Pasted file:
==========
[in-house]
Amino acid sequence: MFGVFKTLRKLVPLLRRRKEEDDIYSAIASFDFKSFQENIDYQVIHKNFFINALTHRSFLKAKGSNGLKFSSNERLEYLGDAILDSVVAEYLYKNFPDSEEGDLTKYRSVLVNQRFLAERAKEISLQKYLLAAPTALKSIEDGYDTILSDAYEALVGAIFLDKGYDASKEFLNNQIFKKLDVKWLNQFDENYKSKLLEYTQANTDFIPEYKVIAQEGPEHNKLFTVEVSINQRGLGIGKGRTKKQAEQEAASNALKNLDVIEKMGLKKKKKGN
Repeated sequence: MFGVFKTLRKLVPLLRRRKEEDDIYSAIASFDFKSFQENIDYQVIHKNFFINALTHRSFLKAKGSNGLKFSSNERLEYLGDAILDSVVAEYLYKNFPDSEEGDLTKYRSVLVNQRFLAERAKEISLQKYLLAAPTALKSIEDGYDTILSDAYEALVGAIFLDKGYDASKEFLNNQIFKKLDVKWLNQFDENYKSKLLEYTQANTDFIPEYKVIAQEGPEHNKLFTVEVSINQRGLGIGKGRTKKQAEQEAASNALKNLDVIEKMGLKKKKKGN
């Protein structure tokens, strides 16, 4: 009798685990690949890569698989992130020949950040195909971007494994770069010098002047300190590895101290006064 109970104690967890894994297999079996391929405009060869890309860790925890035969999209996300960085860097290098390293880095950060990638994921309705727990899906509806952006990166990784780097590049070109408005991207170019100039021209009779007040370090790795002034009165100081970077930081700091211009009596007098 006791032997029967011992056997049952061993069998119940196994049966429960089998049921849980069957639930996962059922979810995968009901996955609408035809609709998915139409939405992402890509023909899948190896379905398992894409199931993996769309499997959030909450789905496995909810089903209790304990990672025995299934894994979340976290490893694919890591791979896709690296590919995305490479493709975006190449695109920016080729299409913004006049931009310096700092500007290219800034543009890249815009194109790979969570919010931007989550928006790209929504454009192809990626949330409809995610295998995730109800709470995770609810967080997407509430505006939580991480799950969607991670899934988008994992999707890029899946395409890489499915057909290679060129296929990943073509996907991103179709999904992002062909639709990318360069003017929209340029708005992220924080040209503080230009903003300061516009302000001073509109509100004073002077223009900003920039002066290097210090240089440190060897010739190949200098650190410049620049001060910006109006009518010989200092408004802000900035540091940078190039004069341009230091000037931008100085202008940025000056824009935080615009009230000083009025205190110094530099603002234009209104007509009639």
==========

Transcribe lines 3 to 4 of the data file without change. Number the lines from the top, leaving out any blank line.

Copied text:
Repeated sequence: MFGVFKTLRKLVPLLRRRKEEDDIYSAIASFDFKSFQENIDYQVIHKNFFINALTHRSFLKAKGSNGLKFSSNERLEYLGDAILDSVVAEYLYKNFPDSEEGDLTKYRSVLVNQRFLAERAKEISLQKYLLAAPTALKSIEDGYDTILSDAYEALVGAIFLDKGYDASKEFLNNQIFKKLDVKWLNQFDENYKSKLLEYTQANTDFIPEYKVIAQEGPEHNKLFTVEVSINQRGLGIGKGRTKKQAEQEAASNALKNLDVIEKMGLKKKKKGN
């Protein structure tokens, strides 16, 4: 009798685990690949890569698989992130020949950040195909971007494994770069010098002047300190590895101290006064 109970104690967890894994297999079996391929405009060869890309860790925890035969999209996300960085860097290098390293880095950060990638994921309705727990899906509806952006990166990784780097590049070109408005991207170019100039021209009779007040370090790795002034009165100081970077930081700091211009009596007098 006791032997029967011992056997049952061993069998119940196994049966429960089998049921849980069957639930996962059922979810995968009901996955609408035809609709998915139409939405992402890509023909899948190896379905398992894409199931993996769309499997959030909450789905496995909810089903209790304990990672025995299934894994979340976290490893694919890591791979896709690296590919995305490479493709975006190449695109920016080729299409913004006049931009310096700092500007290219800034543009890249815009194109790979969570919010931007989550928006790209929504454009192809990626949330409809995610295998995730109800709470995770609810967080997407509430505006939580991480799950969607991670899934988008994992999707890029899946395409890489499915057909290679060129296929990943073509996907991103179709999904992002062909639709990318360069003017929209340029708005992220924080040209503080230009903003300061516009302000001073509109509100004073002077223009900003920039002066290097210090240089440190060897010739190949200098650190410049620049001060910006109006009518010989200092408004802000900035540091940078190039004069341009230091000037931008100085202008940025000056824009935080615009009230000083009025205190110094530099603002234009209104007509009639």